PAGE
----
The Kugelpanzer (“ball tank”) is a one-man armoured vehicle built by Nazi Germany during World War II. The history of the vehicle is practically unknown other than the fact that at least one example was exported to the Empire of Japan and used by the Kwantung Army. The machine remains something of a mystery due to the lack of records and the incompleteness of the sole surviving model.
Only one example of the Kugelpanzer still exists today. It was captured by the Red Army in Manchuria and is on display in the collection of German armoured vehicles at the Kubinka Tank Museum in Moscow where it is described simply as “exhibit no. 37”. There is no record of it ever having been used in combat. However, another report states that it was captured at the Kummersdorf proving grounds along with the infamous Maus super-heavy tank. The vehicle was modified after its capture, repainted and its drive removed. In 2000 the original paintwork was restored.
Theories about the vehicle
Only five points seem certain based on the single known example:
- It is a German-made vehicle that was shipped to Japan.
- It was used as a light reconnaissance vehicle.
- It was captured by Soviet troops in 1945, presumably in Manchuria.
- The outer armour is only five millimetres thick.
- The vehicle was powered by a single-cylinder two-stroke motorcycle engine.
One can only deduce the functionality of the vehicle based on its exterior. It seems to be a one-man reconnaissance tank, equipped with an armoured outer wall and a viewing slot. The drive was probably located under or behind the driver. At the rear there is a steerable wheel to shift the center of gravity behind the axis of the two track wheels and to support rotary movements that are carried out with the track wheels. In stationary operation, the tank could probably serve as an armoured refuge or makeshift bunker. Based on available images, it cannot be determined whether there was an opening below the viewing slot to allow for the use of firearms from inside the tank.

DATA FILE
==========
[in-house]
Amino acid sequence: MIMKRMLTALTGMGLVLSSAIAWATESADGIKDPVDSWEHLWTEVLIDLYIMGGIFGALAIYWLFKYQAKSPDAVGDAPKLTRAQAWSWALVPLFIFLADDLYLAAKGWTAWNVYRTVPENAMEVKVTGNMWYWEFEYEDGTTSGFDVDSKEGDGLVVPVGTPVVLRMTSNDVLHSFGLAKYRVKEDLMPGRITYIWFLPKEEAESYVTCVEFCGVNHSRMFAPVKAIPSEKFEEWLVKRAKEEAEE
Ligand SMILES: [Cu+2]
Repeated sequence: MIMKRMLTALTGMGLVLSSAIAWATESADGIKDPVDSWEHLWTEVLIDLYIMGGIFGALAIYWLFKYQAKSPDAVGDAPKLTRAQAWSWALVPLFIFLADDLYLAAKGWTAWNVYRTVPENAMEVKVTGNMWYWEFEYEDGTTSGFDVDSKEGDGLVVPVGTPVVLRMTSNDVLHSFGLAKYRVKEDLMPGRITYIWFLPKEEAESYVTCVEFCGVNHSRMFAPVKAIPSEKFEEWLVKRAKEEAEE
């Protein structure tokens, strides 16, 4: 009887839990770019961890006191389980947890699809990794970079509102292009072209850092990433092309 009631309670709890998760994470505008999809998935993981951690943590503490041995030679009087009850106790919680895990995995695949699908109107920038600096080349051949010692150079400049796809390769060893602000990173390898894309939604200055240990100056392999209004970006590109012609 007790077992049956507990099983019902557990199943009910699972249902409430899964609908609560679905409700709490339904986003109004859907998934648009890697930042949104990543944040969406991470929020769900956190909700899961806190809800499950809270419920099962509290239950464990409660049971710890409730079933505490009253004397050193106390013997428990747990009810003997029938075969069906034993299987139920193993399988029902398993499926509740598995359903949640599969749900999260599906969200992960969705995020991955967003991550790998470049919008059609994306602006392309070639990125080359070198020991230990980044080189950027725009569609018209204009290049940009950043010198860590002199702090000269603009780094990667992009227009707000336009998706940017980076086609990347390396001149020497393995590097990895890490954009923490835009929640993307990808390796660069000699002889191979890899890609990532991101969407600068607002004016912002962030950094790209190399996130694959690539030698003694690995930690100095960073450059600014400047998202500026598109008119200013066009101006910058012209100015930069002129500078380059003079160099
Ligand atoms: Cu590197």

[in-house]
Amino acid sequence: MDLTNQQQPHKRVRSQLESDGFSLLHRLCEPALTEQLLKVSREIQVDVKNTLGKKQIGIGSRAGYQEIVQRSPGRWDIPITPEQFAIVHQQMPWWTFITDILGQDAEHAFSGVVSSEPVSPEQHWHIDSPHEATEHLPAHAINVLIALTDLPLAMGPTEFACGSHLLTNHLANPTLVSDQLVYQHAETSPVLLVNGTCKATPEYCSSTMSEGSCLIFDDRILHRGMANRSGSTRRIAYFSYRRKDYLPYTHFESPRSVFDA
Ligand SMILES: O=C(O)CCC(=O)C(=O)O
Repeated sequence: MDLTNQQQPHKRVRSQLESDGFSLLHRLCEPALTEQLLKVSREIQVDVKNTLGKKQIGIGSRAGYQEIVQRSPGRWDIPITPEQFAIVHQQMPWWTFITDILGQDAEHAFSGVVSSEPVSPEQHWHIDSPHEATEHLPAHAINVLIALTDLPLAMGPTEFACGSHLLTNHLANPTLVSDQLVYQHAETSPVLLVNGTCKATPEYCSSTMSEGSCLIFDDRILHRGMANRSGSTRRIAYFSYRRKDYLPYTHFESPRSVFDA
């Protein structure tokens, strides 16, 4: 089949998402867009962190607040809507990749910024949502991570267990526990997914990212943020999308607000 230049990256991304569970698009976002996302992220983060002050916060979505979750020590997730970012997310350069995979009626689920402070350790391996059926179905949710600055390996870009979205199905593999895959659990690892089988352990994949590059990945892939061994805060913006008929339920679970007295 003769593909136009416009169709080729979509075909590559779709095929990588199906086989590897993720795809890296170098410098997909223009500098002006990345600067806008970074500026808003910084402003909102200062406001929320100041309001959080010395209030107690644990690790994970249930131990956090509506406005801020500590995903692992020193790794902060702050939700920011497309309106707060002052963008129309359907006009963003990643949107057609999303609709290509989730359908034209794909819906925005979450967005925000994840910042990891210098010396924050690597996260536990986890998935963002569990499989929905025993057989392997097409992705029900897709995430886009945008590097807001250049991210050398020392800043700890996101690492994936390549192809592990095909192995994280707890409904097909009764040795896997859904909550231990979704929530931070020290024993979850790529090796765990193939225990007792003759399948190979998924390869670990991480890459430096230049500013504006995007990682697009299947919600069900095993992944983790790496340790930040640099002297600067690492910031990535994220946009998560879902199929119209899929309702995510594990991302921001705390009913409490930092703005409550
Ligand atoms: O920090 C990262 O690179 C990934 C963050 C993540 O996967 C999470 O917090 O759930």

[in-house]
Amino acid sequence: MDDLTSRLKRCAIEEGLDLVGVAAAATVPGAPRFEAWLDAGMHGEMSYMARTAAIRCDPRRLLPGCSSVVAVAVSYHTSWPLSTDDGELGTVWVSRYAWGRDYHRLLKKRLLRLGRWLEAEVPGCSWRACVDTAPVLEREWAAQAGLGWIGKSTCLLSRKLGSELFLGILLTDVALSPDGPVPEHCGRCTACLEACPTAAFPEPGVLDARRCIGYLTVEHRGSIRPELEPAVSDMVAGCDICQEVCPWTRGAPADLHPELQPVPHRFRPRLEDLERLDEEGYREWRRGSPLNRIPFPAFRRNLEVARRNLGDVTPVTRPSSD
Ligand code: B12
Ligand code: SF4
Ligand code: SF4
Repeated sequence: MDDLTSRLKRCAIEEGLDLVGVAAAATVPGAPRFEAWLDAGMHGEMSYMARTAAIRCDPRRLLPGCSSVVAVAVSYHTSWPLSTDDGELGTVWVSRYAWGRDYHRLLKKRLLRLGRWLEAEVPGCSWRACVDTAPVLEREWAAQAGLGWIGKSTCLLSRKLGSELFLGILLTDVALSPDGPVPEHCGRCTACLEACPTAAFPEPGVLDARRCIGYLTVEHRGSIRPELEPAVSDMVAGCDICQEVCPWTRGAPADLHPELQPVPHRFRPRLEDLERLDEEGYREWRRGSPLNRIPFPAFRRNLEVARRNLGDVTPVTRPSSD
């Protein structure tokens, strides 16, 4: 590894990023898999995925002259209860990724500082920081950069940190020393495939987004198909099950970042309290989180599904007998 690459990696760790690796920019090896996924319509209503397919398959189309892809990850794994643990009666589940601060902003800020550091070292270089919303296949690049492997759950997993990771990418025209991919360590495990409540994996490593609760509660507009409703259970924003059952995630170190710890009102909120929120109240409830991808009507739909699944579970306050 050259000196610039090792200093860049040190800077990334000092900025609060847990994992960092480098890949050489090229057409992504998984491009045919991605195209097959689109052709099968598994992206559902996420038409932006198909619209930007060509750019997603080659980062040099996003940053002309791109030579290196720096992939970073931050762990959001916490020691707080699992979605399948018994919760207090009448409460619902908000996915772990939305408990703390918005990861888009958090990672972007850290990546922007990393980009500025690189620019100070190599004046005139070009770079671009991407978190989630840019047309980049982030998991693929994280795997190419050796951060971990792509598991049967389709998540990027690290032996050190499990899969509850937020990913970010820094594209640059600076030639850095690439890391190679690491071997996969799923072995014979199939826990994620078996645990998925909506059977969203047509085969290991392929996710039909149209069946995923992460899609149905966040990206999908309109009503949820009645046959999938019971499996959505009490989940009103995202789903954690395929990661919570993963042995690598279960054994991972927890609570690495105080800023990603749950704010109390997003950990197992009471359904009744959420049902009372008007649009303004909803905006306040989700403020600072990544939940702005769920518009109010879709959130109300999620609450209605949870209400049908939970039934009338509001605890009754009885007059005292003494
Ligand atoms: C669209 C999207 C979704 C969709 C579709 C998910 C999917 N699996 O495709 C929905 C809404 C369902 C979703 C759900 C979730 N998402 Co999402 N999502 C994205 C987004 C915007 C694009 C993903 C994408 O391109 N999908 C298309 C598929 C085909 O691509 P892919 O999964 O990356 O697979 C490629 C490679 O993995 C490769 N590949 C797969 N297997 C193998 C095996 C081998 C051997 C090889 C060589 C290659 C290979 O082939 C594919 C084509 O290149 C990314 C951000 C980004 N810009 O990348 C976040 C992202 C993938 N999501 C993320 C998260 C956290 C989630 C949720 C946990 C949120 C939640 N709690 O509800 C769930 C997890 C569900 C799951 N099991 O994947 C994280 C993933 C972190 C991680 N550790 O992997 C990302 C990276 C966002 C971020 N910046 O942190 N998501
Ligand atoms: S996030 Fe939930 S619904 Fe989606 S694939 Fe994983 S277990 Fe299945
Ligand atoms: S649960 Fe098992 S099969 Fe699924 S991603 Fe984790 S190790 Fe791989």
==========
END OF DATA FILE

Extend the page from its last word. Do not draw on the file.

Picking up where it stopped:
Although not immediately equivalent, a possible precursor to the Kugelpanzer was a one-man World War I tank known in France as a bouclier roulant (“rolling shield”). A 1936 article in Popular Science described a Texan inventor’s design for a spherical armoured vehicle that was dubbed a “tumbleweed tank”. It was considerably larger than the Kugelpanzer – offering space for three people and three machine guns along with necessary motors and other equipment.